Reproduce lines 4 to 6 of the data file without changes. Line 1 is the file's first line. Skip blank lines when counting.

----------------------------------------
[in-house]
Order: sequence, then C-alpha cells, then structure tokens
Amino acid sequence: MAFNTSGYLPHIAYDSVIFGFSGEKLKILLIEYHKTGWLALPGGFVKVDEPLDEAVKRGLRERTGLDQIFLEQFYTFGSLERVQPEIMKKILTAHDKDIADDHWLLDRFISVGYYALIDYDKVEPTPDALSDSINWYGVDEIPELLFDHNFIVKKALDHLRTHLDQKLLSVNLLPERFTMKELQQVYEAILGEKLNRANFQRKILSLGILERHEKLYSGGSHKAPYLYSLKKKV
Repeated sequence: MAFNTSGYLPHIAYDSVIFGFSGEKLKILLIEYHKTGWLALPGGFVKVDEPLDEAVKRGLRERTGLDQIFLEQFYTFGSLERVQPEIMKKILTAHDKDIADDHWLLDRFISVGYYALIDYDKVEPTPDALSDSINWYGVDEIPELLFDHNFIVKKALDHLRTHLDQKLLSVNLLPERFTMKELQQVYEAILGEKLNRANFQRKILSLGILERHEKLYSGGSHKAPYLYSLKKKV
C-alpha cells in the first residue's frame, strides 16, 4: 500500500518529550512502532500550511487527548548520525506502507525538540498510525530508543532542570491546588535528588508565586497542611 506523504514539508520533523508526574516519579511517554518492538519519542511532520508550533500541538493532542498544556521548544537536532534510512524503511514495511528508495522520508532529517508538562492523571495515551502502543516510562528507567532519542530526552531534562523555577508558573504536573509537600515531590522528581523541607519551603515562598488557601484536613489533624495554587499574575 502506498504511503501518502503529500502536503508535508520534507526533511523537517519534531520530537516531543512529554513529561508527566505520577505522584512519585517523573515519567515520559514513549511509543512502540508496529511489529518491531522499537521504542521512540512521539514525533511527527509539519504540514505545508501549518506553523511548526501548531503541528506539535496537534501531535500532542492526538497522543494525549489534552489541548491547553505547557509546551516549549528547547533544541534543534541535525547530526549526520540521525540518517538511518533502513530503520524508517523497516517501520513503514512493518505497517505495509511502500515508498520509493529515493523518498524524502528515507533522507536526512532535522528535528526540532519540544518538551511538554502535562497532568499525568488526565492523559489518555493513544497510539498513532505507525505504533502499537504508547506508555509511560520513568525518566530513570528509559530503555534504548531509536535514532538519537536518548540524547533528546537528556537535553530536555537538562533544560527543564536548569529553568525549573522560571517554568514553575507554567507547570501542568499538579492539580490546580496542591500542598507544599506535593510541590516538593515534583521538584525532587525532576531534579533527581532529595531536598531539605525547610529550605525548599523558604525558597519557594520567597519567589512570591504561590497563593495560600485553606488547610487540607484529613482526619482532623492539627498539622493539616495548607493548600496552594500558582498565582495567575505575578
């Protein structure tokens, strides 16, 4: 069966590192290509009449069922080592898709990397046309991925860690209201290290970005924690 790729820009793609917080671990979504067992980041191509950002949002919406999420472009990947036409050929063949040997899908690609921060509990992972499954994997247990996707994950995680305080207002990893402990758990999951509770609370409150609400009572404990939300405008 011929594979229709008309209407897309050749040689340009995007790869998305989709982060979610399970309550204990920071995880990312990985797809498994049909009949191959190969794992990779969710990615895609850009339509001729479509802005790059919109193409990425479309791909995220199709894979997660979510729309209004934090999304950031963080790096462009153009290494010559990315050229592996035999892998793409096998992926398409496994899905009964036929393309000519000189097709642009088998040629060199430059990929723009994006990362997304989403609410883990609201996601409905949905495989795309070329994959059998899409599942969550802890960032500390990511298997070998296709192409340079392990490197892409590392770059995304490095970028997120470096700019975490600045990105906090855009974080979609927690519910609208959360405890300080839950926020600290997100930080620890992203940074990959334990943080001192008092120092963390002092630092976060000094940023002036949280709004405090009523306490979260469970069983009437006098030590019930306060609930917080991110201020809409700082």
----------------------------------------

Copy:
Repeated sequence: MAFNTSGYLPHIAYDSVIFGFSGEKLKILLIEYHKTGWLALPGGFVKVDEPLDEAVKRGLRERTGLDQIFLEQFYTFGSLERVQPEIMKKILTAHDKDIADDHWLLDRFISVGYYALIDYDKVEPTPDALSDSINWYGVDEIPELLFDHNFIVKKALDHLRTHLDQKLLSVNLLPERFTMKELQQVYEAILGEKLNRANFQRKILSLGILERHEKLYSGGSHKAPYLYSLKKKV
C-alpha cells in the first residue's frame, strides 16, 4: 500500500518529550512502532500550511487527548548520525506502507525538540498510525530508543532542570491546588535528588508565586497542611 506523504514539508520533523508526574516519579511517554518492538519519542511532520508550533500541538493532542498544556521548544537536532534510512524503511514495511528508495522520508532529517508538562492523571495515551502502543516510562528507567532519542530526552531534562523555577508558573504536573509537600515531590522528581523541607519551603515562598488557601484536613489533624495554587499574575 502506498504511503501518502503529500502536503508535508520534507526533511523537517519534531520530537516531543512529554513529561508527566505520577505522584512519585517523573515519567515520559514513549511509543512502540508496529511489529518491531522499537521504542521512540512521539514525533511527527509539519504540514505545508501549518506553523511548526501548531503541528506539535496537534501531535500532542492526538497522543494525549489534552489541548491547553505547557509546551516549549528547547533544541534543534541535525547530526549526520540521525540518517538511518533502513530503520524508517523497516517501520513503514512493518505497517505495509511502500515508498520509493529515493523518498524524502528515507533522507536526512532535522528535528526540532519540544518538551511538554502535562497532568499525568488526565492523559489518555493513544497510539498513532505507525505504533502499537504508547506508555509511560520513568525518566530513570528509559530503555534504548531509536535514532538519537536518548540524547533528546537528556537535553530536555537538562533544560527543564536548569529553568525549573522560571517554568514553575507554567507547570501542568499538579492539580490546580496542591500542598507544599506535593510541590516538593515534583521538584525532587525532576531534579533527581532529595531536598531539605525547610529550605525548599523558604525558597519557594520567597519567589512570591504561590497563593495560600485553606488547610487540607484529613482526619482532623492539627498539622493539616495548607493548600496552594500558582498565582495567575505575578
């Protein structure tokens, strides 16, 4: 069966590192290509009449069922080592898709990397046309991925860690209201290290970005924690 790729820009793609917080671990979504067992980041191509950002949002919406999420472009990947036409050929063949040997899908690609921060509990992972499954994997247990996707994950995680305080207002990893402990758990999951509770609370409150609400009572404990939300405008 011929594979229709008309209407897309050749040689340009995007790869998305989709982060979610399970309550204990920071995880990312990985797809498994049909009949191959190969794992990779969710990615895609850009339509001729479509802005790059919109193409990425479309791909995220199709894979997660979510729309209004934090999304950031963080790096462009153009290494010559990315050229592996035999892998793409096998992926398409496994899905009964036929393309000519000189097709642009088998040629060199430059990929723009994006990362997304989403609410883990609201996601409905949905495989795309070329994959059998899409599942969550802890960032500390990511298997070998296709192409340079392990490197892409590392770059995304490095970028997120470096700019975490600045990105906090855009974080979609927690519910609208959360405890300080839950926020600290997100930080620890992203940074990959334990943080001192008092120092963390002092630092976060000094940023002036949280709004405090009523306490979260469970069983009437006098030590019930306060609930917080991110201020809409700082």